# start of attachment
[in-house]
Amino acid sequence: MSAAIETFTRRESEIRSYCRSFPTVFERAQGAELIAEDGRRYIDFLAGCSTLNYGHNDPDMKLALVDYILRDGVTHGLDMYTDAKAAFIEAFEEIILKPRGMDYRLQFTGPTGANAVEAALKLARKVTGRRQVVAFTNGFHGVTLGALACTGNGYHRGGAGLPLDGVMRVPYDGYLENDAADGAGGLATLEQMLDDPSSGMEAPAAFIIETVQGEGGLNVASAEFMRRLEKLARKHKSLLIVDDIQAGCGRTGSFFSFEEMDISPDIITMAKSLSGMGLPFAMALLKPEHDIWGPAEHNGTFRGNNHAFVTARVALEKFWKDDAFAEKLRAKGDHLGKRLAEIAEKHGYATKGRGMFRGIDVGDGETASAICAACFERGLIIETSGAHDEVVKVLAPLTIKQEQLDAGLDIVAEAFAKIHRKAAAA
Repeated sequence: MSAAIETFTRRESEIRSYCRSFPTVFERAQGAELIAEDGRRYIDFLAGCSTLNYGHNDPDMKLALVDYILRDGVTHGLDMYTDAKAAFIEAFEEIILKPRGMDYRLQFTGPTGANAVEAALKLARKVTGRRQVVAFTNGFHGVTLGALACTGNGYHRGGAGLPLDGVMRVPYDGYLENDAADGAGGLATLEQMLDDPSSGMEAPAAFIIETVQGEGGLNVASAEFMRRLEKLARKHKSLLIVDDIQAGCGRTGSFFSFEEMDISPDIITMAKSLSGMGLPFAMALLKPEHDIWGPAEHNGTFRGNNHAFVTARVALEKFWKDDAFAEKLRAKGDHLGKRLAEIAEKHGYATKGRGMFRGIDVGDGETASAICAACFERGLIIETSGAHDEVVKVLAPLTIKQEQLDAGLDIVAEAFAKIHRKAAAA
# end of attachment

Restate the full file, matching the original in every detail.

[in-house]
Amino acid sequence: MSAAIETFTRRESEIRSYCRSFPTVFERAQGAELIAEDGRRYIDFLAGCSTLNYGHNDPDMKLALVDYILRDGVTHGLDMYTDAKAAFIEAFEEIILKPRGMDYRLQFTGPTGANAVEAALKLARKVTGRRQVVAFTNGFHGVTLGALACTGNGYHRGGAGLPLDGVMRVPYDGYLENDAADGAGGLATLEQMLDDPSSGMEAPAAFIIETVQGEGGLNVASAEFMRRLEKLARKHKSLLIVDDIQAGCGRTGSFFSFEEMDISPDIITMAKSLSGMGLPFAMALLKPEHDIWGPAEHNGTFRGNNHAFVTARVALEKFWKDDAFAEKLRAKGDHLGKRLAEIAEKHGYATKGRGMFRGIDVGDGETASAICAACFERGLIIETSGAHDEVVKVLAPLTIKQEQLDAGLDIVAEAFAKIHRKAAAA
Repeated sequence: MSAAIETFTRRESEIRSYCRSFPTVFERAQGAELIAEDGRRYIDFLAGCSTLNYGHNDPDMKLALVDYILRDGVTHGLDMYTDAKAAFIEAFEEIILKPRGMDYRLQFTGPTGANAVEAALKLARKVTGRRQVVAFTNGFHGVTLGALACTGNGYHRGGAGLPLDGVMRVPYDGYLENDAADGAGGLATLEQMLDDPSSGMEAPAAFIIETVQGEGGLNVASAEFMRRLEKLARKHKSLLIVDDIQAGCGRTGSFFSFEEMDISPDIITMAKSLSGMGLPFAMALLKPEHDIWGPAEHNGTFRGNNHAFVTARVALEKFWKDDAFAEKLRAKGDHLGKRLAEIAEKHGYATKGRGMFRGIDVGDGETASAICAACFERGLIIETSGAHDEVVKVLAPLTIKQEQLDAGLDIVAEAFAKIHRKAAAA